In the last issue, we talked about the potential pitfalls of living together if you’re not married. (There are pitfalls even if you are, but that’s another topic altogether.) In this column we’ll talk about things you can do to protect yourself and your assets in the event that a relationship ends.
As I noted in the previous column, it may seem a bit unromantic when you are in the midst of the excitement of living together to focus on the financial or business aspects of a relationship, but unfortunately, I’ve seen what happens when couples don’t take care of these issues. Trust me, you don’t want to end up in costly and lengthy litigation. In any relationship, clarity is a benefit and provides a strong foundation for growth over time. If you set yourself and your partner up with honesty and respect for one another and an appreciation of what you each bring to the relationship, that’s as important as your romance.
The first thing you’ll want to do is create a clear, written partnership agreement. You’ll want to review it with a lawyer to ensure that it’s binding and enforceable. This will cover things like assets each party brings into the relationship, rights and responsibilities of cohabitation, and how mutual assets will be divided should the relationship end. You can update this document as needed and circumstances change if, for example, there are children, and you want to provide for them. An important consideration is the relatively recent development as to how to deal with pets in a breakup. There are reports of couples spending thousands of dollars to litigate who gets a pet after a relationship ends, including visitation rights. These and other issues you may not be thinking about at the outset could come back to bite you (pun intended) later on.
The two most important areas for you to have absolute clarity are real property and finances. If one party owns real estate and is the sole source of funds to purchase and support that property, the other party should not be put on the deed. If the relationship ended, the other party could bring a partition proceeding and be awarded half the property even if they had not contributed a cent. (Issues of survivorship and estate planning will be addressed in our next column.) If there are going to be monetary contributions toward the mortgage on the property, the owning party should create a lease for the other party so that it’s clear any such payments are rent and not towards an ownership interest. In addition, the parties should also document all expenses paid to maintain or renovate the property with a clear understanding in writing that such contributions do not create an entitlement of ownership. Similarly, shared ongoing expenses, such as utilities, should be well-documented.
You may also want to consider how to handle “in-kind” contributions. For example, if the non-owning partner does a lot of work on the house (improvements rather than maintenance), you’ll want to consider how to value and account for that. In one breakup case I was involved in, the non-owning partner claimed that he was owed for cleaning and caretaking while the owning partner was working in his career. Ultimately, this argument was rejected because the non-owning partner benefitted from the maintenance, and that effort would be expended in any living situation. Though this might seem obvious, it’s the type of argument a lawyer might make in a contested break up.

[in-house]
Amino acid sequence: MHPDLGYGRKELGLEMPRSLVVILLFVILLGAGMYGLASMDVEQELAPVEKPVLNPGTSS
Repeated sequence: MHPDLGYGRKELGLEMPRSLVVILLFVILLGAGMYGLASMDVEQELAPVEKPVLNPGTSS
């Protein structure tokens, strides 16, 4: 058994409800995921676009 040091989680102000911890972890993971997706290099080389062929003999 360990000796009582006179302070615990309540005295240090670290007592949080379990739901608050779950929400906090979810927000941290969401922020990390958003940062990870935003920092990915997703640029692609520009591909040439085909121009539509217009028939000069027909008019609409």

As far as finances are concerned, over and above what you stipulate in your partnership agreement, it’s a good idea to keep separate bank and investment accounts and keep good records. Many couples create a joint checking account for shared expenses. Each party can contribute the same amount, or you can provide otherwise in your partnership agreement. Make sure that you keep accurate records of what that joint money is used for and clearly stipulate in your agreement the implications of such contributions.
Many LGBTQ+ couples also work together. This is another area that requires a clearly structured agreement. For example, if one partner owns a business and the other works for it, you’ll want to create an employment contract or partnership agreement that clearly defines the ownership arrangement. This is to avoid claims of “constructive trust”. In the marital or cohabitation context, constructive trusts have been imposed when the party seeking this relief has demonstrated a transfer of funds or expenditure of effort, in reliance upon a promise, over and above that which could normally be attributed to the give and take of the relationship. While the mechanism of a constructive trust is not to be employed to bring about a judicially coerced community property law, nevertheless, it is an available equitable device, in actions between former partners, when the requisite elements have been proven.
The goal of all this is not to scare you but to encourage you to go into a life partnership with clear parameters and expectations. As your relationship grows and develops, you may want to make changes, and you can always do that. Still, the process of developing these agreements and safeguards can be beneficial as well, encouraging you to talk clearly and forthrightly about expectations. And that’s a great foundation for a relationship.
—Tedd S. Levine, Esq.
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